So in summary, this is how the Stock Market Works: (1) The PSE monitors and screens companies who would want to become publicly listed. (2) The PSE assigns trading participants to interact with the public for the buying and selling of shares. (3) The trading participants become the middle man between the PSE and the investing public.
How do I make money in the Stock Market?
Remember that in the stock market, you’re buying ownership of businesses. So you make money the same way its business owners make money. These are through dividends and capital gains.
The dividends are your share of earnings in the company as an investor. For example, last May 2012, the company, FPH (First Philippine Holdings) declared a dividend to be distributed among its shareholders. Each shareholder was to receive PhP1 per share. At that time I had 1,340 shares of FPH. This means I earned PhP1, 340 from my investment in FPH.
A common question that is asked here is that “why would the company declare dividends?” The answer to that is simply because they are also shareholders of the company. So in effect, by declaring dividends they are also paying themselves.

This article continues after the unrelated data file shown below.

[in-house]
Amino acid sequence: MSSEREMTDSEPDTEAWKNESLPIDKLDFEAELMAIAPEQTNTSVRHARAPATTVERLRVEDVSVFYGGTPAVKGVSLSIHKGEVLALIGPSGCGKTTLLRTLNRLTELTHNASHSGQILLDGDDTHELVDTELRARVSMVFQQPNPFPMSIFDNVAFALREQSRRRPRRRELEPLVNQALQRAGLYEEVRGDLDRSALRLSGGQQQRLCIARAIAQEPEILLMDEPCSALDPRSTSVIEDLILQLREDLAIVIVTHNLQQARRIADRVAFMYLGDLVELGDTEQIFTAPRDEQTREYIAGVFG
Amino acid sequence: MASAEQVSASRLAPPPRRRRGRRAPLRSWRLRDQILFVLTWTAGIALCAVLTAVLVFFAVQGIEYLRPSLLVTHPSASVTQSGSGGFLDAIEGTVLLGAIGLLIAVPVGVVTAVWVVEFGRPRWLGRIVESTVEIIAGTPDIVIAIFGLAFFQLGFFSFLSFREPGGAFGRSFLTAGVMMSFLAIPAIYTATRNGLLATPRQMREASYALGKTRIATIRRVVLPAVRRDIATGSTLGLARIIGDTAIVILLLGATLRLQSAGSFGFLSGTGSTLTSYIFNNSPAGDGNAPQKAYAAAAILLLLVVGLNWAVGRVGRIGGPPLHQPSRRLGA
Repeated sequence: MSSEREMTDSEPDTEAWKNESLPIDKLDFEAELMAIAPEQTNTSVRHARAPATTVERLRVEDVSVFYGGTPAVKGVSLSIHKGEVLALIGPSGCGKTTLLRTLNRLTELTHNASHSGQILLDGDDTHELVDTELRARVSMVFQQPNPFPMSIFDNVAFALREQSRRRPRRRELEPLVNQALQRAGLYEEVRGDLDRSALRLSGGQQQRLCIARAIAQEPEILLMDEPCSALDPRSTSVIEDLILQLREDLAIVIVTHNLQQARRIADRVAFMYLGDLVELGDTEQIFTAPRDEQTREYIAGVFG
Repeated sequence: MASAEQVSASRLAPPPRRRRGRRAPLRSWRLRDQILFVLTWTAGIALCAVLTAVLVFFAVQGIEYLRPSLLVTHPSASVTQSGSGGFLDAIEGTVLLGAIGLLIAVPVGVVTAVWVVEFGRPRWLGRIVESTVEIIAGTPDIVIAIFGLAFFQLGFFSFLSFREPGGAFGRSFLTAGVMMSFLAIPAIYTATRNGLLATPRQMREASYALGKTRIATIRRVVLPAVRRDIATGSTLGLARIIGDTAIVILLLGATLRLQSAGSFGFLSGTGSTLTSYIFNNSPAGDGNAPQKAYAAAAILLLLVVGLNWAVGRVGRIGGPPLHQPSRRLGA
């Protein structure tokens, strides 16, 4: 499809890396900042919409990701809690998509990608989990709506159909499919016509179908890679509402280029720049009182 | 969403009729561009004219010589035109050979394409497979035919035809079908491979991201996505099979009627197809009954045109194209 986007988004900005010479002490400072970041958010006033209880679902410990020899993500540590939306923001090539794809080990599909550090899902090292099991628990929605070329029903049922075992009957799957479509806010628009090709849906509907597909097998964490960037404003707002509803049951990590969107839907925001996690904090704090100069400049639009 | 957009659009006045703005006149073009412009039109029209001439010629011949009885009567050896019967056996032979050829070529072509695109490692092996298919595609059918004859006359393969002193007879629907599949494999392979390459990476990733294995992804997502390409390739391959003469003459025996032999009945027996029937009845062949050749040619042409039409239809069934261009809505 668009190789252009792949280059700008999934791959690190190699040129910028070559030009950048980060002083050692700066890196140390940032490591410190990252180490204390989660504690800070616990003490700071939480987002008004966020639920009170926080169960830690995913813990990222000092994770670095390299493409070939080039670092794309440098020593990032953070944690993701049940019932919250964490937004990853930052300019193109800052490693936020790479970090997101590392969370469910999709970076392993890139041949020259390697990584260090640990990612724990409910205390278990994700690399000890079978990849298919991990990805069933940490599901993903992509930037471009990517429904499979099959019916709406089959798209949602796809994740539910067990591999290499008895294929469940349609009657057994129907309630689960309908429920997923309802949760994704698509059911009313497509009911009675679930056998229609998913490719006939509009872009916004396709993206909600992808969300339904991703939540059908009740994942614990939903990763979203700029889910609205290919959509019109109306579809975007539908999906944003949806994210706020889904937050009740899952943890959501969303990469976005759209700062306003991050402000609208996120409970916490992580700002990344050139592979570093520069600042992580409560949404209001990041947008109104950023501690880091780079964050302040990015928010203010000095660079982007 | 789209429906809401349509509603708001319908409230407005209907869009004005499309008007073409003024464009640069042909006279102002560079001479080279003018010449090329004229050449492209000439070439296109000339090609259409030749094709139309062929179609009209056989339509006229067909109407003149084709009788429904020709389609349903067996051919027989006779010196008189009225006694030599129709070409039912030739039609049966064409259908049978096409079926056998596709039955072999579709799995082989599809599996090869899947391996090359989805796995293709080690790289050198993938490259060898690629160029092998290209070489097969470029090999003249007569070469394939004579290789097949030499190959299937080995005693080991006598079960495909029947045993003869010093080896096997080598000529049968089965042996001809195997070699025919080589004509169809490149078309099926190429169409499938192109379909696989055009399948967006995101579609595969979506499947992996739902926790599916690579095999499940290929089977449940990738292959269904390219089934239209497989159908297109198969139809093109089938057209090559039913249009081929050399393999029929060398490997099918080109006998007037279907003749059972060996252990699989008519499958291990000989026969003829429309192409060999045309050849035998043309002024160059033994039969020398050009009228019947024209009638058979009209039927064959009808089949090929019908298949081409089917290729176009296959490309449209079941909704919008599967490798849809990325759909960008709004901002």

Capital Appreciation or Capital Gains
The second way is through capital appreciation. This simply means that company you own is worth more than when you bought it. For example, in January 4, 2010 a share of FPH costs Rs 46.50. Two years later, the price of FPH was already Rs 61.50 – a difference of Rs 15 or 30%. So if you bought 100 shares of FPH, you could have made Rs 1, 500.
How much money can I make in the stock market?
The amount of money you can gain or lose in the stock market is always a percentage of the amount of money you put in. How high or low this percentage is dependent on how willing you are to learn and how disciplined you are in applying what you learn. Now, before I give you the numbers, it’s important that you understand that a high percentage and a low percentage is often compared to the market average.